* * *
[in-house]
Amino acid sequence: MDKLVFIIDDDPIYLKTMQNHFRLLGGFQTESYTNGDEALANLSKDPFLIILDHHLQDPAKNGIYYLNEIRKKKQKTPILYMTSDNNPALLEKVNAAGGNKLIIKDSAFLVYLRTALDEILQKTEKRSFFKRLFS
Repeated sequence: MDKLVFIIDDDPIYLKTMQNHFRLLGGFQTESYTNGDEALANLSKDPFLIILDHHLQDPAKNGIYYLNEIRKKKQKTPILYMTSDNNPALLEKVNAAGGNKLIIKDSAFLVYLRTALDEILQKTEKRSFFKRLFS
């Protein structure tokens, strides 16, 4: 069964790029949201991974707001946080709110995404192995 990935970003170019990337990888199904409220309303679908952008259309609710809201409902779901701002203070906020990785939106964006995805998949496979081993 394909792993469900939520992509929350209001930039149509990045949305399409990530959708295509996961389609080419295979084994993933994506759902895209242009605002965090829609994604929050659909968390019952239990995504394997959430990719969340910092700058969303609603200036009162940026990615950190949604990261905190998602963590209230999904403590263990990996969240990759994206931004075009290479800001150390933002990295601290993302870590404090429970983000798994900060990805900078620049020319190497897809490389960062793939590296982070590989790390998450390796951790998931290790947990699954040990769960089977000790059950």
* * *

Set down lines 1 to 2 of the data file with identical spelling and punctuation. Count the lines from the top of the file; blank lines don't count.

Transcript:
[in-house]
Amino acid sequence: MDKLVFIIDDDPIYLKTMQNHFRLLGGFQTESYTNGDEALANLSKDPFLIILDHHLQDPAKNGIYYLNEIRKKKQKTPILYMTSDNNPALLEKVNAAGGNKLIIKDSAFLVYLRTALDEILQKTEKRSFFKRLFS